# Invariant tensors of Symplectic and Exceptional groups.

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We know that for special orthogonal groups $SO(N)$ there exists invariant tensors (invariant under the group action). These are $\delta_{ij}$ and the totally anti-symmetric $\epsilon_{m_1,m_2,...m_N}$ tensor.

Similarly for $SU(N)$ the invariant tensors are $\delta_k^i$, $\epsilon_{m_1,m_2,...m_N}$ and $\epsilon^{m_1,m_2,...m_N}$ ($\delta_k^i$ is an invariant tensor of $U(N)$ too but not so for the $\epsilon$'s).

These objects are very useful in constructing singlets out of objects transforming under representations of $SO(N)$ or $SU(N)$.

Question 1: Are there such tensors for the Symplectic group and Exceptional groups? I am particularly interested in the groups $Sp(2N)$ and $E_7$. Is there a systematic method of obtaining the same?

Question 2. This question is just for the sake of curiosity. Can we also find invariant tensors for supergroups like $OSp(4|\mathcal{N})$ or $SU(2,2|\mathcal{N}/2)$ that appears in numerous $\mathcal{N}$-extended supersymmetric field theories?

This post imported from StackExchange Physics at 2014-09-07 07:31 (UCT), posted by SE-user Orbifold

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Here is a partial answer: Define $Sp(2N,\mathbb{R})$ as the group of matrices $S$ such that $S \cdot\Omega\cdot S^T=\Omega$ where $\Omega_{ij}$ is a non-degenerate anti-symmetric matrix. Then $\Omega_{ij}$ is an invariant tensor similar to the Kronecker delta for orthogonal transformations. I don't think there are any more (not 100% sure).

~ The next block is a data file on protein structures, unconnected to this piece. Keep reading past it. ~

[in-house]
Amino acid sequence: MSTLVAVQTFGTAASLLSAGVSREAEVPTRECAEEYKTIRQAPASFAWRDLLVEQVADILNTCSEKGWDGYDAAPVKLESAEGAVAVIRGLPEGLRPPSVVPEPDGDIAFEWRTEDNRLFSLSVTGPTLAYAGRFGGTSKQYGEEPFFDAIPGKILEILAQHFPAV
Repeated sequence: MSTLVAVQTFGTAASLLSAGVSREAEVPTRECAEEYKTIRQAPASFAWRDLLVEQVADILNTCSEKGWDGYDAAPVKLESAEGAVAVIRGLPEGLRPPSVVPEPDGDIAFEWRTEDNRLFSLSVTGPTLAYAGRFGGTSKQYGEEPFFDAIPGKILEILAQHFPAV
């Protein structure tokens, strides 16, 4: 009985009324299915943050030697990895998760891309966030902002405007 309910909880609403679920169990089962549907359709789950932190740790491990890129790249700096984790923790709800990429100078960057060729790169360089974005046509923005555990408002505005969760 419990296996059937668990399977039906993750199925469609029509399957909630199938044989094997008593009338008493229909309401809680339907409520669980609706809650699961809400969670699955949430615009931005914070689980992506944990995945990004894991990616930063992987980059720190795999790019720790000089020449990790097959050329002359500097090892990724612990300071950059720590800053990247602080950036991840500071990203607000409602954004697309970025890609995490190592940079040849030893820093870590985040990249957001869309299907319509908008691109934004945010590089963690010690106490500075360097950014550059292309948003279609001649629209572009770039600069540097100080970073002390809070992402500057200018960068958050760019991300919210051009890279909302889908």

For $E_7$: $E_7$ may be defined to be the group that preserves a antisymmetric second-rank tensor $g_{\mu\nu}$ and a totally symmetric fourth-rank tensor $f_{\mu\nu\rho\sigma}$ with $\mu,\nu,\rho,\sigma=1,2,\ldots, 56$ (i.e., the 56 dimensional representation is the defining representation). In more detail:
$$g_{\mu_1\mu_2} = {S_{\mu_1}}^{\nu_1}\ {S_{\mu_2}}^{\nu_2}\ g_{\nu_1\nu_2} \ ,$$
with a similar one for the other tensor.

The $E_7$ description is described in P. Cvitanovic's [Group Theory] book. You can take a look there for the supersymmetric groups for which he has an interesting approach.

This post imported from StackExchange Physics at 2014-09-07 07:31 (UCT), posted by SE-user suresh

answered Sep 7, 2014 by (1,545 points)
edited Sep 8, 2014 by suresh

For the symplectic group, there are indeed no other invariants besides the trivial one. This is for example proved  at the beginning of the Chapter VI of the classical book "The classical groups: their invariants and representations"  by Weyl.

Thanks!

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